Do you know where you can hear and see artist Duane Bryers talk about his ice sculptures
and homegrown circus?
Do you know where to see over 700 images of rodeo champions Casey Tibbs and Jim
Where can you find the earliest known day-by-day handwritten account of an 1868 cattle drive
from north Texas to Kansas?
Where would you go to look at unique stereographs of the famous aviator Charles A. Lindbergh
posing for the Congressional Medal made in his honor?
Where can one go to review James Brisbin's 1881 book, The Beef Bonanza, or, How to Get Rich
on the Plains which fueled the speculative fever in the cattle industry, particularly for
Victorian entrepreneurs in Great Britain?
Where can one see several stereoviews of Southern Plains Indians wearing the short-lived military
1872-pattern pleated fatigue blouses in their roles as guards at Fort Marion in St. Augustine, Florida?
Where can you find photographic postcard images of Seminole Indians in the Florida Everglades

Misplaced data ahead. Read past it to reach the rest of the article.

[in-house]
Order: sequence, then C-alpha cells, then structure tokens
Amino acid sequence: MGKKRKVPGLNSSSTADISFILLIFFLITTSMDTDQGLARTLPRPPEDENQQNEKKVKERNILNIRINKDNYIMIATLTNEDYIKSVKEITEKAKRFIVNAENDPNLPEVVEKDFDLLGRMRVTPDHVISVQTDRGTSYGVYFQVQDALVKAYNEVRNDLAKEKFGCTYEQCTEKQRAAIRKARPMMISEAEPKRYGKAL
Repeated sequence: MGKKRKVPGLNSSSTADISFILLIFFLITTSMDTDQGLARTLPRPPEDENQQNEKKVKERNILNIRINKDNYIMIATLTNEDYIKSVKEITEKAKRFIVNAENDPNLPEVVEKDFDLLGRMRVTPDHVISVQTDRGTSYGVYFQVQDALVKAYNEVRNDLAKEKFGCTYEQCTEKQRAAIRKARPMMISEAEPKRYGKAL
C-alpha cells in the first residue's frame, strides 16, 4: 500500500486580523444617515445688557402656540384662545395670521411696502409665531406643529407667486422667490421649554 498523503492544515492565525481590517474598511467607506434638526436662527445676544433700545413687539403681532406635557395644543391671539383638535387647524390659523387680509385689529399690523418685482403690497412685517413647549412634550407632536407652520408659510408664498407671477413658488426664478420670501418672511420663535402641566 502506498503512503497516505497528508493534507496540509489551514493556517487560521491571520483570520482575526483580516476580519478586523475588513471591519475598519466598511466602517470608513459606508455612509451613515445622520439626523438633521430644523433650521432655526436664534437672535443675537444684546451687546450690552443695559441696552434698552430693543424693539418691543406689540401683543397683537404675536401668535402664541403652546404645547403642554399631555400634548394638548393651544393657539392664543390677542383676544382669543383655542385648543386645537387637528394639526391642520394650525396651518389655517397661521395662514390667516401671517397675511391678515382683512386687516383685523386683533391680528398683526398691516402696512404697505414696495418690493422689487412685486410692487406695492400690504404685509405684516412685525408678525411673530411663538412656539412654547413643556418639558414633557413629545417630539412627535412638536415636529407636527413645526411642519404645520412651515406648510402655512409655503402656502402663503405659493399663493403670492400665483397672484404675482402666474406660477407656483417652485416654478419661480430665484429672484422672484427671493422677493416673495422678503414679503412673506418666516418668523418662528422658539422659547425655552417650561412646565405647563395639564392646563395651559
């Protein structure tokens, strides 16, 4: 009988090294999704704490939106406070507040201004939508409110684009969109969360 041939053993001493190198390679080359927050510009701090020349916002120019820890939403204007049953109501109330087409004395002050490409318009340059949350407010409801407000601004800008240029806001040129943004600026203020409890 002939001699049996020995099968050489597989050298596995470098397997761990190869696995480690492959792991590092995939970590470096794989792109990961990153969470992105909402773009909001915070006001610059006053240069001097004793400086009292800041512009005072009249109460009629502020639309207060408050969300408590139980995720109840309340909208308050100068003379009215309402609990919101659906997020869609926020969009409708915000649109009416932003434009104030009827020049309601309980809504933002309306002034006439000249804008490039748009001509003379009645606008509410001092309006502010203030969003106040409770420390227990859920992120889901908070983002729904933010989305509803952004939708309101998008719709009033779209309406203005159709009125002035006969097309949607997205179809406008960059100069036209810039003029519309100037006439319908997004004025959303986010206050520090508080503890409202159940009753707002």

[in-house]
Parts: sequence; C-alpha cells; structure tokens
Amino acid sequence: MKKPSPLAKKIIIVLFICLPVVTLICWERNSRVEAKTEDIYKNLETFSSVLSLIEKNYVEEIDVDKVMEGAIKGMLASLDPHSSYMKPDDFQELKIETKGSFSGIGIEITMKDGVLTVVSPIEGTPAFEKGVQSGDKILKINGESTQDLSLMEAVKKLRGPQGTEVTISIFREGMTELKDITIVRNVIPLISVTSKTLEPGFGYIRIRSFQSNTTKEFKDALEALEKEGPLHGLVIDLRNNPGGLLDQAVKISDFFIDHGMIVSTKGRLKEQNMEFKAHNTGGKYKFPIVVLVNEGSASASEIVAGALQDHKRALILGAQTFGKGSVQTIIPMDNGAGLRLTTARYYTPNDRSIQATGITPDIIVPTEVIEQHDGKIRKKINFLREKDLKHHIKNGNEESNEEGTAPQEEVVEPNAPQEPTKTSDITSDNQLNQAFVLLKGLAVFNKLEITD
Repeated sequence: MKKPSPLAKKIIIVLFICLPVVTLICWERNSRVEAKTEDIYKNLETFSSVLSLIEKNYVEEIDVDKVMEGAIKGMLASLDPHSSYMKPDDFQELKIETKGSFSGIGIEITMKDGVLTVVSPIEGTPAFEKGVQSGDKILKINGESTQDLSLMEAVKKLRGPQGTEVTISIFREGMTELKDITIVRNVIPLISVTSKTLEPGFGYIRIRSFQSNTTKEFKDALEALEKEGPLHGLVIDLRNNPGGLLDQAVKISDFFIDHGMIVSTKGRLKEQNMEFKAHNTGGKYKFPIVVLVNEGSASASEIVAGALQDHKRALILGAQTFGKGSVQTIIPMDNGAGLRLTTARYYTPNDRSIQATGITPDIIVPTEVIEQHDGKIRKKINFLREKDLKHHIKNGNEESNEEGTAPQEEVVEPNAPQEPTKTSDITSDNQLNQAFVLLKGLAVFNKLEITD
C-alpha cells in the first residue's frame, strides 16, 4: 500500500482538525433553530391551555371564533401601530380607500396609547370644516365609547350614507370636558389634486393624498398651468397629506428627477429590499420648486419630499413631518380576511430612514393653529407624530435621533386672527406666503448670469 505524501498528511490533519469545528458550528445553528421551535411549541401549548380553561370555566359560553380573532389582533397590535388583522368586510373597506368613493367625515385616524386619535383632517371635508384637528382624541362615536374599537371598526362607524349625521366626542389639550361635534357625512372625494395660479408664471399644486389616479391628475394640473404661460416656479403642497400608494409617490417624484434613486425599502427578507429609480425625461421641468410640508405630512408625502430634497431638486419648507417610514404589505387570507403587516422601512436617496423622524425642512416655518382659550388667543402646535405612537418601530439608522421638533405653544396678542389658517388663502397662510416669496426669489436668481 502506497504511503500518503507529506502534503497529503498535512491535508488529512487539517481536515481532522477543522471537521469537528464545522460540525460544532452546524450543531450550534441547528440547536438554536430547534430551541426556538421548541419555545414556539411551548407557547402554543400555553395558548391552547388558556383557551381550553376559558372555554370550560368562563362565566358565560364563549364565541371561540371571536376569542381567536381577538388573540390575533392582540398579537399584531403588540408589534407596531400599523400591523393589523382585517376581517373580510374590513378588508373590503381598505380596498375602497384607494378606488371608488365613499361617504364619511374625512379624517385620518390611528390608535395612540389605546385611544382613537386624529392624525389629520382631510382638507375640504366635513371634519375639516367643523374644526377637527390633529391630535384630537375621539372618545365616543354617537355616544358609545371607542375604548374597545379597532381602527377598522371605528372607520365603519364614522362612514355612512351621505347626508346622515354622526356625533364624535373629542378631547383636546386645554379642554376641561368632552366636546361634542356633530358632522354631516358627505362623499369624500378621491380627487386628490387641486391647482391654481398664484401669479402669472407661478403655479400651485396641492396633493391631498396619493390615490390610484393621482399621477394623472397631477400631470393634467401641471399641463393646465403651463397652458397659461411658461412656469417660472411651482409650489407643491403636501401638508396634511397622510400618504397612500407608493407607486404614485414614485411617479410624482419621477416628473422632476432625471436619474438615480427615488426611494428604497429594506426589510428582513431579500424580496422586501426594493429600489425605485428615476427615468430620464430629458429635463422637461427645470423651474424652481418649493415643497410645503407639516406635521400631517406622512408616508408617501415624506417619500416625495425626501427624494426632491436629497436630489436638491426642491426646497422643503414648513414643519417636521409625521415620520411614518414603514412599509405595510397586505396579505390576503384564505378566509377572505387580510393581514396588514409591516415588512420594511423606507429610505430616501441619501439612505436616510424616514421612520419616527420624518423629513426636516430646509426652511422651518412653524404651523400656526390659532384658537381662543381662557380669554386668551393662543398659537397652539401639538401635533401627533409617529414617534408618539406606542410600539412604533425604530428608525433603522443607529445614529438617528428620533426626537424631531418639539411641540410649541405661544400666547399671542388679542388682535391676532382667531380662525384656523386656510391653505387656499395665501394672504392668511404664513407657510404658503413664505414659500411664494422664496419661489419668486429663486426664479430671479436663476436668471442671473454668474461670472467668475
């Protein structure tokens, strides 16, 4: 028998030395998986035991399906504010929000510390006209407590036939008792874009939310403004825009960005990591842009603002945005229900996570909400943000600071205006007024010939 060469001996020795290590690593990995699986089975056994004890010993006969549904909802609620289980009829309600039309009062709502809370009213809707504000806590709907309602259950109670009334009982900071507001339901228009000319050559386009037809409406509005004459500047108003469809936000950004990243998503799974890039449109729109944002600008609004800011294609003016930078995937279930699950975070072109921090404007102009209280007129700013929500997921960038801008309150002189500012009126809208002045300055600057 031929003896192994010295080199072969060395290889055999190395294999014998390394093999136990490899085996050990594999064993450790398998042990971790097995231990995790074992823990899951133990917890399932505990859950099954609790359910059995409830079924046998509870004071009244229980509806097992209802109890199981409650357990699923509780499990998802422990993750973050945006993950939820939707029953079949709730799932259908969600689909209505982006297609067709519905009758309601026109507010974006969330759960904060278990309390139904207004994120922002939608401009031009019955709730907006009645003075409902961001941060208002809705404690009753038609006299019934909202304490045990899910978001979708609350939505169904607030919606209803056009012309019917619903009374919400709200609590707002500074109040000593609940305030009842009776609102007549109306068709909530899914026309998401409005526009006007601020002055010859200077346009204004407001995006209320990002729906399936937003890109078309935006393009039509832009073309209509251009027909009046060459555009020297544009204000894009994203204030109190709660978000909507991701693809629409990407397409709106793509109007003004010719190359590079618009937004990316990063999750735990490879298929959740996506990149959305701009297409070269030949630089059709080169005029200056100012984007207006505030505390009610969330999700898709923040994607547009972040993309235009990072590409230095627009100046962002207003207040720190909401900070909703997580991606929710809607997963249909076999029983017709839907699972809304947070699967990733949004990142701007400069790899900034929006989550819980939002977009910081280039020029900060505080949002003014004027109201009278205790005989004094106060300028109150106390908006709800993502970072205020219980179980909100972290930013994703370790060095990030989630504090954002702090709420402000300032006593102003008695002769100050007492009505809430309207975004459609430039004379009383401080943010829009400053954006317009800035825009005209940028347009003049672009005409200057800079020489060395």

captured by rodeo photographer R. R. Doubleday?
The answer to all these questions is the Donald C. & Elizabeth M. Dickinson Research
Center located, with all due deference to Richard Henry Dana, below the deck of the National
Cowboy & Western Heritage Museum. Its collections and staff have served for the past eight
years before the mast of the Museum.¹ Nautical allusions aside, the Center
holds the library, photographic, and archival collections of the Museum.
¹ In 1840 Richard Henry Dana (1815-1882) wrote Two Years Before the
Mast, a narrative of a young man's voyage as a common seaman from Boston to California and
back in the age of sail. The ship's area aft of the mainmast was the quarterdeck onto which
ordinary seamen could enter in performance of duties. Hence, to serve "Before the mast" means
service as a common sailor.